Our female Guinea Pig, Gaby, gave birth the other day which was a real surprise. Firstly, because the pet store told us that she was not fertile as she was with male Pigs for over a year without falling pregnant. Secondly, she had been with our male, Pepe, for over 6 months before anything happened.
Anyway, she gave birth to two babies, and one still birth. We left them alone with their mum for a couple of days, and handled them for the first time last night. Unfortunately upon further inspection we observed that both babies have deformed front legs. One of them has one front leg that appears normal, however the the other's front legs are both withered.
Here are some pictures. Apologies for the poor quality.
This is the one with one good leg. You can see that the other leg is shriveled.
Both of this poor guy's legs are shriveled.
They have obviously grown since birth, and look very healthy other than the legs.
Has anyone had experience with anything like this before?
If their disabilities aren't life threatening or don't affect their quality of life in any way, we will of course give them all the support they need to live as normal a life as possible.
I'll leave the more experience ones to give more advice.
- GL is Just Peachy
I don't know how well the second baby will do with no working front legs.
Probably Gaby was getting pregnant frequently but miscarrying because of deformities. Definitely she should never have babies again. I would not rule out spaying, in fact.
Thanks for your advice and information. The Guinea Pigs have been seperated to avoid further pregnancies.
They haven't been to the vet yet as no vets are open here on the weekends. We're going to take them straight in on Monday morning.
They seem to be very happy and have already started to nibble on veges.
I'll let you know how it turns out.
I'd definately weigh them everyday to make sure they are gaining weight.
The water therapy is a great idea. (I have a 3 legged guy that does fabulous).
Does the baby with both front arms deformed have normal back legs?
Anyone with more experience think a 'Happy Cart" type set up could work for this baby? I know there have been carts built for pigs with back leg paralysis/weakness. I wonder if it could work for the front legs... hmmm...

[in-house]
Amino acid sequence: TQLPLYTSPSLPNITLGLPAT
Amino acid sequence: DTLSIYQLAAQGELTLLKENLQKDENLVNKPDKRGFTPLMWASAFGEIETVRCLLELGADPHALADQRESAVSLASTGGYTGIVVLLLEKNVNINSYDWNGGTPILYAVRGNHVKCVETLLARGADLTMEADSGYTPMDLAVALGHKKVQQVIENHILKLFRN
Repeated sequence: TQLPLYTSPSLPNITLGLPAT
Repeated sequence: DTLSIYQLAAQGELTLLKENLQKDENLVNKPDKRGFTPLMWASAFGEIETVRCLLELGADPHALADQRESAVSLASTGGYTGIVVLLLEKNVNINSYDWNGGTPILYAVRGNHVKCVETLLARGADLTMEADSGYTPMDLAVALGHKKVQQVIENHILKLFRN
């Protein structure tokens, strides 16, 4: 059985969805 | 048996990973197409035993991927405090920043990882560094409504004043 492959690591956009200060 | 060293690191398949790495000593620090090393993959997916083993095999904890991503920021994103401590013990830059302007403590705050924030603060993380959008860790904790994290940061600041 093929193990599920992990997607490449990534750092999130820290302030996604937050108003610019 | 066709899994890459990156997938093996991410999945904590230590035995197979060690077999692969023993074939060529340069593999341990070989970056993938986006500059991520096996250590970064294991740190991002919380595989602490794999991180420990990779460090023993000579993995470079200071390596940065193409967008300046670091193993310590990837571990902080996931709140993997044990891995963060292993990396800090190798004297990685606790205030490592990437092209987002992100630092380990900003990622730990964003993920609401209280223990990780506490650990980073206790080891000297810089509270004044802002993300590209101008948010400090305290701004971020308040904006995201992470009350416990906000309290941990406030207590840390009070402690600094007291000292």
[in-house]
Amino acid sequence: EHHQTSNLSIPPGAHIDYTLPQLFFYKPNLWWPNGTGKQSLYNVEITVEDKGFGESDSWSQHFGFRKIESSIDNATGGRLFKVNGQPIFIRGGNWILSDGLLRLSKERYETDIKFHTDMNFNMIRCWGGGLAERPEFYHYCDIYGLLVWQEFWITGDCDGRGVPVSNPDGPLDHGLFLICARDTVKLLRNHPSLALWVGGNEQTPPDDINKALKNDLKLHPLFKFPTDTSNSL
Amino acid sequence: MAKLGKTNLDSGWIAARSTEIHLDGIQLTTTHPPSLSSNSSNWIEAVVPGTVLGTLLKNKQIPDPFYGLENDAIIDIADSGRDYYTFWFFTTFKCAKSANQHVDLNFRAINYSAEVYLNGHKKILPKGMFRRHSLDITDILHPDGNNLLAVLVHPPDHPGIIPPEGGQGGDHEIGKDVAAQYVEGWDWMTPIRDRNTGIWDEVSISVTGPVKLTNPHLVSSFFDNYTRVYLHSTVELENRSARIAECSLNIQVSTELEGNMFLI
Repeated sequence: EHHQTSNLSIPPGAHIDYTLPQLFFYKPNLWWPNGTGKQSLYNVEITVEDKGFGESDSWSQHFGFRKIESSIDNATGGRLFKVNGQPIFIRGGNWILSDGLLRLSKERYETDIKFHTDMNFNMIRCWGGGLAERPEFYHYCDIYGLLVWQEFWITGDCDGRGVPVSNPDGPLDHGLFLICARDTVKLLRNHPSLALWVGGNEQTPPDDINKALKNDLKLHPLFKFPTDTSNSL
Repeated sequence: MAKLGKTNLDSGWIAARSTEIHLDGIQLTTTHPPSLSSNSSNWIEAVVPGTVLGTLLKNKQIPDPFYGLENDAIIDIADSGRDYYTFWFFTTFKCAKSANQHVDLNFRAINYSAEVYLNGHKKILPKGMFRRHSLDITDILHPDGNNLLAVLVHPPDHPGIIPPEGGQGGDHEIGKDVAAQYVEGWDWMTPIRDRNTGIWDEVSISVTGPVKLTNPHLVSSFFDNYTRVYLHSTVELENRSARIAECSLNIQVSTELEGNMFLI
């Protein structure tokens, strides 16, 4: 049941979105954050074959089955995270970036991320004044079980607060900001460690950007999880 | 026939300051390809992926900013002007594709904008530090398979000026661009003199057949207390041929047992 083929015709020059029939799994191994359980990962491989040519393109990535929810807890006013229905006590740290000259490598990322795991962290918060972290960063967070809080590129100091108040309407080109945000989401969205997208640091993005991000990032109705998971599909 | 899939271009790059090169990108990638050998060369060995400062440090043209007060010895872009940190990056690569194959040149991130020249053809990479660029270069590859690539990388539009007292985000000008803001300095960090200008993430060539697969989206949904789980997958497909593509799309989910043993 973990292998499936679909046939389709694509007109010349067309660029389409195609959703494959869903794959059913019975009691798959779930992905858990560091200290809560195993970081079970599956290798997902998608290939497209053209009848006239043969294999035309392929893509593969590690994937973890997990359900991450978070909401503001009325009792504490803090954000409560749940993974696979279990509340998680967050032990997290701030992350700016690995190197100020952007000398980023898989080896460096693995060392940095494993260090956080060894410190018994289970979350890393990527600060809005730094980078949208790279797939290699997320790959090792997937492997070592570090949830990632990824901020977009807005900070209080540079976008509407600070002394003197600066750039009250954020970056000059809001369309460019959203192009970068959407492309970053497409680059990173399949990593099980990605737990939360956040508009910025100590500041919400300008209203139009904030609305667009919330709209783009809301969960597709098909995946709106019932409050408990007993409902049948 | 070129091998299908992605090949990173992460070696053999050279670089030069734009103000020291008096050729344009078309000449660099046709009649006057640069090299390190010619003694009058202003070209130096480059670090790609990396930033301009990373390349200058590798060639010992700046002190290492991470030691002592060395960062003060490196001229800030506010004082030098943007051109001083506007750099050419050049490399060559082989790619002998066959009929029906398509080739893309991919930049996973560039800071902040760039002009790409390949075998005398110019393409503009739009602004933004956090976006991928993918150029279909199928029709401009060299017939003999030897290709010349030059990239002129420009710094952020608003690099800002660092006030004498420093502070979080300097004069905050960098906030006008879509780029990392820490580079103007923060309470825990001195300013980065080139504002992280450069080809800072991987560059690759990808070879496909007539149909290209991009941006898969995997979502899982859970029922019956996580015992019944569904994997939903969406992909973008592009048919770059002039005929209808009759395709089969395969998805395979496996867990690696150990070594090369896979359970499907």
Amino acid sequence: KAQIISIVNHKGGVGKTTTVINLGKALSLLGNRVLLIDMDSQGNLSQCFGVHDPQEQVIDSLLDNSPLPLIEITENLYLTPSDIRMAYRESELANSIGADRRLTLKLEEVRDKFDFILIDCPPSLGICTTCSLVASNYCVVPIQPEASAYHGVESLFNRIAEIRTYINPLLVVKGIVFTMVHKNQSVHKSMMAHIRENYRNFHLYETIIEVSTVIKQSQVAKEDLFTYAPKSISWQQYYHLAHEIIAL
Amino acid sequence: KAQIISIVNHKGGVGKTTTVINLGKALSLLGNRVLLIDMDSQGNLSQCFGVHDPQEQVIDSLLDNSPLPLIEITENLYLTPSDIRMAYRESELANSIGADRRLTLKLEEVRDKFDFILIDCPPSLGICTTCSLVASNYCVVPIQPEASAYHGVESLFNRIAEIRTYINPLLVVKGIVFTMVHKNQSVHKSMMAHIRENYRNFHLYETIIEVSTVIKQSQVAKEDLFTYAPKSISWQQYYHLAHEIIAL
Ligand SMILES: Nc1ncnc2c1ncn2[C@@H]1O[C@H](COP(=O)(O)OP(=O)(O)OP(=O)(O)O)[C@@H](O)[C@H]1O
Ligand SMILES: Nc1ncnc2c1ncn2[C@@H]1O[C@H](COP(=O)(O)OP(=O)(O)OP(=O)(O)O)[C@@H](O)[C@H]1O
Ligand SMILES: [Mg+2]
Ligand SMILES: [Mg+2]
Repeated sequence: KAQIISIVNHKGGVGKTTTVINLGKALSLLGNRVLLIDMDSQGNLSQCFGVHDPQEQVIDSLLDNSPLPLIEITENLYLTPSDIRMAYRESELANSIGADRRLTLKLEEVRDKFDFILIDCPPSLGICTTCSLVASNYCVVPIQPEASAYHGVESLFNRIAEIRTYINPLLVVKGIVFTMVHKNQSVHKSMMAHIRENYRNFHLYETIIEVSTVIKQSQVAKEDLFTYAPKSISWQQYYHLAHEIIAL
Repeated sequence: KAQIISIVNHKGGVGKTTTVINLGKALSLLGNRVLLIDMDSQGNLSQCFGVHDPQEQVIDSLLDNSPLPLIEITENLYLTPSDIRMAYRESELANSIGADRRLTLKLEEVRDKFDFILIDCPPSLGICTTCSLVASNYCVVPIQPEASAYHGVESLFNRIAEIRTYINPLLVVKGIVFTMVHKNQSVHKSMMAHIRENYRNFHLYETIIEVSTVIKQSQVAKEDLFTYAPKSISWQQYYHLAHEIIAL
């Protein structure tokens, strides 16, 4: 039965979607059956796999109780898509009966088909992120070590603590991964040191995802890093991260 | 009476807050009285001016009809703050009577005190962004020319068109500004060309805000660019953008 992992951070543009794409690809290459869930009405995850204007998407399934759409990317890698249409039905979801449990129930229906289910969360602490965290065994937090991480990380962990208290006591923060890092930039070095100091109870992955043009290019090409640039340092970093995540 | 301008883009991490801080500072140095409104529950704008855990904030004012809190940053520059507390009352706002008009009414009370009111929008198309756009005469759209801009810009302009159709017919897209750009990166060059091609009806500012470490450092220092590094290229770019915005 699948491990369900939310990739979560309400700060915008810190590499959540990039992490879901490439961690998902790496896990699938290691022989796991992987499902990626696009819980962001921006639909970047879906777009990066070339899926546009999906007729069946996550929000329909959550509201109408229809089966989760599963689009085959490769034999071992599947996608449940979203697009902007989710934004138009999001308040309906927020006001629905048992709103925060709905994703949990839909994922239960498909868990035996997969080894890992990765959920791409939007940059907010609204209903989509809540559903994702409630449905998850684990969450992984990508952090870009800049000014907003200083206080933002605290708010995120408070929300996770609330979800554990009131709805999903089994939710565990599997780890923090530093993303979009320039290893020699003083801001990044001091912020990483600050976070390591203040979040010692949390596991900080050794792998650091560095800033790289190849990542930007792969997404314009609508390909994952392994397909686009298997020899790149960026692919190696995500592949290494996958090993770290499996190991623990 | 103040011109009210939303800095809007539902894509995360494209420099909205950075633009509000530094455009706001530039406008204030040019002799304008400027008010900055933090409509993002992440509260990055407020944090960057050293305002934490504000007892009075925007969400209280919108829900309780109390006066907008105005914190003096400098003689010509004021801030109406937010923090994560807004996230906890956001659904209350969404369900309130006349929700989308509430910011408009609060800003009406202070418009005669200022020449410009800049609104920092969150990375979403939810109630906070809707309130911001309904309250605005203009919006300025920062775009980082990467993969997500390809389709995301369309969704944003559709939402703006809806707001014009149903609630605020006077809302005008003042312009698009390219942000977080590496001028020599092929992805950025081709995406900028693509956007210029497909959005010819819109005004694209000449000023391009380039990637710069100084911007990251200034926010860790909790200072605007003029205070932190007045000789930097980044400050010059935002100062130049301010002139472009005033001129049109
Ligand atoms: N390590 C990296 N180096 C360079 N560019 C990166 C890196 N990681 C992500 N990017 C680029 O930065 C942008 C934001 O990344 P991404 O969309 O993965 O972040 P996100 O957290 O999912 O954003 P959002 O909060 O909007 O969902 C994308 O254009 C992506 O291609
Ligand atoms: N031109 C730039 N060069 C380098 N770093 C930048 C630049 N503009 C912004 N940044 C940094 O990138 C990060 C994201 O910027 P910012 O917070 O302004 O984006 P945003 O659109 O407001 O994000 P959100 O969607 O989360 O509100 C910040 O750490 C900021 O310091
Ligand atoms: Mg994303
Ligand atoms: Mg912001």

Good luck at the vet!
I think that if you start the water therapy early, the pigs can learn that there is nothing to be afraid of. My Henry actually likes to half swim/walk in deeper water and I think this is because he is sued to bathing and grooming from an early age before I got him (he was long haired show pig).
Good luck with your little guys. It's a great sign that they are eating and moving as much as they can.
You obviously did not intend to have pups. The deformatives may also be influenced by diet and the growth of the fetus (poor before she got to you). You may wish to read over gl/diet.html for some general advice.
No. You did not just type "breading."
I agree, clearer pics would help.
The one pup with the "good" front leg looks to me like even that leg is seriously going the wrong direction.
- You can quote me
See what the vet says. I am very much afraid he or she will say it will be in their best interest (and yours) to euthanize them. If they are otherwise healthy I would emphatically disagree.
Try the water therapy. This young the muscles might be able to develop into usable, if not fully normal, legs. I would also second the cart idea. Although it may not work as well for front legs as for rear, I don't know if anyone has actually tried it. It may work just great.
The key to me would be if they are in all other ways healthy. If there are other deformities or malfunctions, internally or externally, it will be much harder, but if they are otherwise healthy, they will certainly have a chance if you are willing and able to help them out a little.
Thanks so much for your great advice and support.
We phoned around last night and found a vet that was open on sundays. As it turns out, he has experience with pigs as well!
When we went to take them, we noticed the smallest one (the dark headed fellow with both legs deformed) was very lethargic. We hurried, however, the poor little guy died on the way :-(.
The good news is that the other guy (with only one deformed leg) appears in very good condition. We need to monitor his weight and ensure he's eating. If he doesn't gain weight, we will bottle feed him as long as he needs it.
The vet examined the one that didn't make it, and said that all the bones in his front legs were totally fused and malformed. He suspects that his mother is the product of severe inbreeding by the pet store. When we purchased her, they described her to us as 'breeding stock'. However, she never become pregnant so they were going to euthanize her. So cruel.
Anyway, the parents were seperated before birth to ensure this doesn't happen again. I feel bad, as Pepe (the male) seems very upset and flustered that they're not together. The new guy is a male, so when he grows up we can put them together maybe? I'm just concerned that they might fight.
Thanks so much to everyone for the valuable information and support. We are going to pursue water therapy also.
NO DAIRY PRODUCTS OR MILK REPLACERS/FORMULAS!
Sorry to shout, but we've "seen" too many posters unintentionally kill the pups, trying to go that route.
Please read this site's handfeeding pages and use a special herbivore supplement such as Oxbow's Critical Care.
Sorry about the pup who didn't make it.
All the places listed here with "CC" next to them stock Critical Care:
If all of those places are too far, than I can get you in contact with some guinea pig owners who live in QLD that may be able to send some up to you.